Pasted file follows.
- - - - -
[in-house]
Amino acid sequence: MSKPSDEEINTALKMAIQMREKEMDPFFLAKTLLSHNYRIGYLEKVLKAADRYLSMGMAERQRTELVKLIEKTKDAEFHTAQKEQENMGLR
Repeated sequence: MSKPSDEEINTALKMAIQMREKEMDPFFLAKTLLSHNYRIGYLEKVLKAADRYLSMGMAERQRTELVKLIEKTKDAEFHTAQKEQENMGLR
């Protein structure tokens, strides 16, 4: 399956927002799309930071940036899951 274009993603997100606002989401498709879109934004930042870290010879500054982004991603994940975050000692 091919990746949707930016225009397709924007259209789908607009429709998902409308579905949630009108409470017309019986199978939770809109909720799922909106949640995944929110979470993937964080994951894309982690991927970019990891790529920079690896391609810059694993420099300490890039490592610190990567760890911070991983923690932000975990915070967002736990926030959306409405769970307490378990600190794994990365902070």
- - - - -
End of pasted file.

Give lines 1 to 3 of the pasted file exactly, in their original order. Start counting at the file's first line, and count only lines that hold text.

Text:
[in-house]
Amino acid sequence: MSKPSDEEINTALKMAIQMREKEMDPFFLAKTLLSHNYRIGYLEKVLKAADRYLSMGMAERQRTELVKLIEKTKDAEFHTAQKEQENMGLR
Repeated sequence: MSKPSDEEINTALKMAIQMREKEMDPFFLAKTLLSHNYRIGYLEKVLKAADRYLSMGMAERQRTELVKLIEKTKDAEFHTAQKEQENMGLR